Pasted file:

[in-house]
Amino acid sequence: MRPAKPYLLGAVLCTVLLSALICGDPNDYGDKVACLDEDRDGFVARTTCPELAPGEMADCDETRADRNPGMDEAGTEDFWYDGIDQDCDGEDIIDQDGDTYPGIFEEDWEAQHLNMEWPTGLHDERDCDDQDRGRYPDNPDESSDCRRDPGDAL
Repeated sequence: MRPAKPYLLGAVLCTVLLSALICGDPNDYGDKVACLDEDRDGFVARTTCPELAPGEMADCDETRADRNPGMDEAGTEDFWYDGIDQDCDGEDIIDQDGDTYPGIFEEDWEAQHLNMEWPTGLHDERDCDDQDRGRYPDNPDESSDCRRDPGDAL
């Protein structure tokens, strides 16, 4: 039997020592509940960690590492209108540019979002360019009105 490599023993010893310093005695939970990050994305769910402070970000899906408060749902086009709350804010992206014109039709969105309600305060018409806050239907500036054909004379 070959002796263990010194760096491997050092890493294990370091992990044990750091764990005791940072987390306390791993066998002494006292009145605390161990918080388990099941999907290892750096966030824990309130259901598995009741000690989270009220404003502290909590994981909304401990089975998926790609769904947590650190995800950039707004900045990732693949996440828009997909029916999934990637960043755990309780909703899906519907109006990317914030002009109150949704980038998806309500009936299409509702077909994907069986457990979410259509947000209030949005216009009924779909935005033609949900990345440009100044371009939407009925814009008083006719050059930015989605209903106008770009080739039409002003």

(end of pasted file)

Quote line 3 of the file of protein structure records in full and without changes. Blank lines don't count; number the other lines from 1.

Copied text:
Repeated sequence: MRPAKPYLLGAVLCTVLLSALICGDPNDYGDKVACLDEDRDGFVARTTCPELAPGEMADCDETRADRNPGMDEAGTEDFWYDGIDQDCDGEDIIDQDGDTYPGIFEEDWEAQHLNMEWPTGLHDERDCDDQDRGRYPDNPDESSDCRRDPGDAL